from The American Heritage® Dictionary of the English Language, 4th Edition
- n. Music An ancient instrument resembling the lyre.
from Wiktionary, Creative Commons Attribution/Share-Alike License
- n. An ancient Greek stringed instrument, which could be considered a forerunner of the guitar.
from the GNU version of the Collaborative International Dictionary of English
- n. An ancient stringed musical instrument resembling the harp.
from The Century Dictionary and Cyclopedia
- n. An ancient Greek musical instrument of the lyre class. See lyre.
- n. [capitalized] In zoology, a genus of prosobranchiate gastropodous mollusks.
The later form was the so-called cithara, the most common shape of which is that made familiar to all by the pedal piece of the square pianoforte.
About the twelfth hour she perceived, in the depths of the sycamore trees, a blind old man with one hand resting on the shoulder of a child who walked before him, while with the other he carried a kind of cithara of black wood against his hip.
The Greeks believed that the cithara had come into Greece as a three-stringed lyre in the ninth century and that it had been developed in Greece itself.
Down in the courtyard Adalana played the cithara and Tasatyala tapped on the fingerdrums.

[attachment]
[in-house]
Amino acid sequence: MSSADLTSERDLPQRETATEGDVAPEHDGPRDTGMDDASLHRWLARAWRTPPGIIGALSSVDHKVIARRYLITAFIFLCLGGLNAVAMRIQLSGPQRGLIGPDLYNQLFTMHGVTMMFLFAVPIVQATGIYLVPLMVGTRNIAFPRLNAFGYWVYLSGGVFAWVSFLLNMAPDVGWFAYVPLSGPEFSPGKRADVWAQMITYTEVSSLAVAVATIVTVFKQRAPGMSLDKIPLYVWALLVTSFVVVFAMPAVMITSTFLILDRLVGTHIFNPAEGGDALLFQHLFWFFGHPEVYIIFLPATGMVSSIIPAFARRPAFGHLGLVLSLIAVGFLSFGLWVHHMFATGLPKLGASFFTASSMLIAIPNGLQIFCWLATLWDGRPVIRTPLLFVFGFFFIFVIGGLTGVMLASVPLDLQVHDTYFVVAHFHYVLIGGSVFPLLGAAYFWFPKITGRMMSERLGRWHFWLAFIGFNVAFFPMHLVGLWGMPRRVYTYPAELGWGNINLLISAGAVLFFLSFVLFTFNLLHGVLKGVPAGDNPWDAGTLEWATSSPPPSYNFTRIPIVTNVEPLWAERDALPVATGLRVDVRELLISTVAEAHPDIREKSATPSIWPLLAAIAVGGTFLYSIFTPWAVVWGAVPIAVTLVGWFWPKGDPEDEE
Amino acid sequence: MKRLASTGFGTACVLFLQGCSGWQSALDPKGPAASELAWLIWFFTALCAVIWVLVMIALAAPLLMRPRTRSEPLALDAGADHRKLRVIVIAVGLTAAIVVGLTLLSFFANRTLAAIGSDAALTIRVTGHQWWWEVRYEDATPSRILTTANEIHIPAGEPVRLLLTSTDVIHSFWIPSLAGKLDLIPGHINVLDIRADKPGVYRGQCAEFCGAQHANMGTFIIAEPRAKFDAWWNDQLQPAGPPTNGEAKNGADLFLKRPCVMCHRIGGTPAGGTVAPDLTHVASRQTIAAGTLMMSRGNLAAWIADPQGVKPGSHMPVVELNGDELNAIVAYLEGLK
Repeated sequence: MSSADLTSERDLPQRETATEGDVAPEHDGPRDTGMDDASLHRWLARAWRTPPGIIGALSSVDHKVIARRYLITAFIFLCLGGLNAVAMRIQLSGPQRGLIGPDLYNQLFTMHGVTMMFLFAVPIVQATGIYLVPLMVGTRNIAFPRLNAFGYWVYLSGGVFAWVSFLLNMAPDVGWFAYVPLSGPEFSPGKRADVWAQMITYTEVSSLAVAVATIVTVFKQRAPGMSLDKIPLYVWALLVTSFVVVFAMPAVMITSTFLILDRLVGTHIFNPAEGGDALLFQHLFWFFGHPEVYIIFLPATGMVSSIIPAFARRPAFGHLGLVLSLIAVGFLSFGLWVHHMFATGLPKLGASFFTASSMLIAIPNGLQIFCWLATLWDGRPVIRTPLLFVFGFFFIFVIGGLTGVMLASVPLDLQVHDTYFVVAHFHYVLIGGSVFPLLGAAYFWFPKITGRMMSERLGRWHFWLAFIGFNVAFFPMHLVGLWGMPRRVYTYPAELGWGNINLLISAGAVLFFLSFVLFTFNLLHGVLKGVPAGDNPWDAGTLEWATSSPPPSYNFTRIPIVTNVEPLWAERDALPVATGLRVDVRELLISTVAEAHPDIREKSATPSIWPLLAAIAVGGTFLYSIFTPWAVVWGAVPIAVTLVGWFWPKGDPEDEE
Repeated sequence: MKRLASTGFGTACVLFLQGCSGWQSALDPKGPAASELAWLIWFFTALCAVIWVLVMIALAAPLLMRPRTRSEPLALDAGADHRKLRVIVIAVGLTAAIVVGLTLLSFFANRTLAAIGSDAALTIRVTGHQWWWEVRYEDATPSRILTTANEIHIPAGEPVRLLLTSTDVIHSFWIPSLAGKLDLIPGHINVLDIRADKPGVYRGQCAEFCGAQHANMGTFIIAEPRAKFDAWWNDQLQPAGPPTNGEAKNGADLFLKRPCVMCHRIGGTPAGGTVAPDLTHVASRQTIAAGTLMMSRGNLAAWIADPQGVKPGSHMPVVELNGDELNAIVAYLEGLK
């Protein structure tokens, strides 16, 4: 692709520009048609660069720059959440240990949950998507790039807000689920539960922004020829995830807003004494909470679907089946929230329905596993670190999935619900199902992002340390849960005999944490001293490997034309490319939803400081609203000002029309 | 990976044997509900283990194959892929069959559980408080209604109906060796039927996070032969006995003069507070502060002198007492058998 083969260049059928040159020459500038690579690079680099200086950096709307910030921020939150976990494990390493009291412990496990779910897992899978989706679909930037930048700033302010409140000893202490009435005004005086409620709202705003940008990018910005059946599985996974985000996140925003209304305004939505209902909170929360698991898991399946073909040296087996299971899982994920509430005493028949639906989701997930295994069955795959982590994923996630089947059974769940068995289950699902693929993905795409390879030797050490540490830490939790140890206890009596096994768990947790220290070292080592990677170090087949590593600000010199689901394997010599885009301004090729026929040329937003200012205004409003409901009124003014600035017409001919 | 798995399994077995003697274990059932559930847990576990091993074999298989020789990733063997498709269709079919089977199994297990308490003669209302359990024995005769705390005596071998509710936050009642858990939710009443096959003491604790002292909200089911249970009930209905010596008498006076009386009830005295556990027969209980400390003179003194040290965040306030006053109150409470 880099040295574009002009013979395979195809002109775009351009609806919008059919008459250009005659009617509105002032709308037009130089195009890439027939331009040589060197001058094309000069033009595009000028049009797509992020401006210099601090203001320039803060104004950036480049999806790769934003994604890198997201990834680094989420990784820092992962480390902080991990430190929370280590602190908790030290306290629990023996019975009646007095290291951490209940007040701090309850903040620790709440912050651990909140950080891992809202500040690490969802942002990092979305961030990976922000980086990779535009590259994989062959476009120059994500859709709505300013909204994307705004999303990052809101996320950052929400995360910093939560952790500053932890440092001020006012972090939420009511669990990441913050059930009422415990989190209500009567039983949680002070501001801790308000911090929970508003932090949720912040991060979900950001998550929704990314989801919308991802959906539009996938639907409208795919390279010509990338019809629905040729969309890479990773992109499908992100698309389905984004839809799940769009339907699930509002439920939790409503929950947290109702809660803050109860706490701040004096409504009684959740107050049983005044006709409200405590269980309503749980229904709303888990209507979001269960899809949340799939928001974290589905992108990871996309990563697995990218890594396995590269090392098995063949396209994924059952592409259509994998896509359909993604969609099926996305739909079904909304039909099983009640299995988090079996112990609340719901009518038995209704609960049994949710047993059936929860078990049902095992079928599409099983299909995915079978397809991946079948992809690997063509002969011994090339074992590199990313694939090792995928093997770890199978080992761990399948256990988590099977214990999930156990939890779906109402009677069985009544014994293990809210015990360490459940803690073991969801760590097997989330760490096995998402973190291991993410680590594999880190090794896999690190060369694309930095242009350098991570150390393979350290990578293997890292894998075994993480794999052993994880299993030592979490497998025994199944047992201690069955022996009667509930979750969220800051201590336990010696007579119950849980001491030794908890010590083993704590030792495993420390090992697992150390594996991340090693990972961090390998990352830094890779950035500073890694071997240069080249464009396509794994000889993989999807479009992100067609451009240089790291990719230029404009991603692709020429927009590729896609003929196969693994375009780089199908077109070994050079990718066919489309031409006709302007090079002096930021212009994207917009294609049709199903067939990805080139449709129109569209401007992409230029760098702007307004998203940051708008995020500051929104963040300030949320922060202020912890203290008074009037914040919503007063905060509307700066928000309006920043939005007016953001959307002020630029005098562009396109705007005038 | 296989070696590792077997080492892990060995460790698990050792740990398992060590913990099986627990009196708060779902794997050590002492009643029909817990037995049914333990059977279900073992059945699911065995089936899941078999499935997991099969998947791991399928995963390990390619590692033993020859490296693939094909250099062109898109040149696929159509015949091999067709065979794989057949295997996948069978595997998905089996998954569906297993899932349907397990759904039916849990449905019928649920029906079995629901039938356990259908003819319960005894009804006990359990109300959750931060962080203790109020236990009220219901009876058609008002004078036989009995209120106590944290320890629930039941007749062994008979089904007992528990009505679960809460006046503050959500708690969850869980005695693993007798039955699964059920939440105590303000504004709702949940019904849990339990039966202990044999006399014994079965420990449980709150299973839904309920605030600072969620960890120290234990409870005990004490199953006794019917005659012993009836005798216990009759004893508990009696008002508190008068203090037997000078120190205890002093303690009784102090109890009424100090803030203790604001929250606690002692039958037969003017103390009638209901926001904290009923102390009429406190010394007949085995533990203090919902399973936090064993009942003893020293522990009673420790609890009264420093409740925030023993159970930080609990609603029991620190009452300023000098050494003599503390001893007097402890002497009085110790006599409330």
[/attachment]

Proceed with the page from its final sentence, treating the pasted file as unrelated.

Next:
Aghazal played the cithara and sang all the lovely longing thoughts Akantha dared not speak aloud, and Adalana, with her flute, was an impertinent skylark who served as a go-between.
Second would dance, and Third would play the cithara and sing.
And he was an accomplished musician, who years later still fondly recalled the time he had been invited to play the cithara, a forerunner of the guitar, for the queen.
He also happens to be a lifelong student of the history and the historical performance of music; a fan of classical Chinese music and world music; a composer in his own right; and a practicing countertenor who also plays the piano, the classical guitar, the sitar, and an ancient Greek plucked instrument called the cithara.
The moon rose; then the cithara and the flute began to play together.
This has also been the bank where many, many in the Somalia cithara, about one to two million people abroad have sent remittances back to people and relatives here, often meaning the difference between life and death.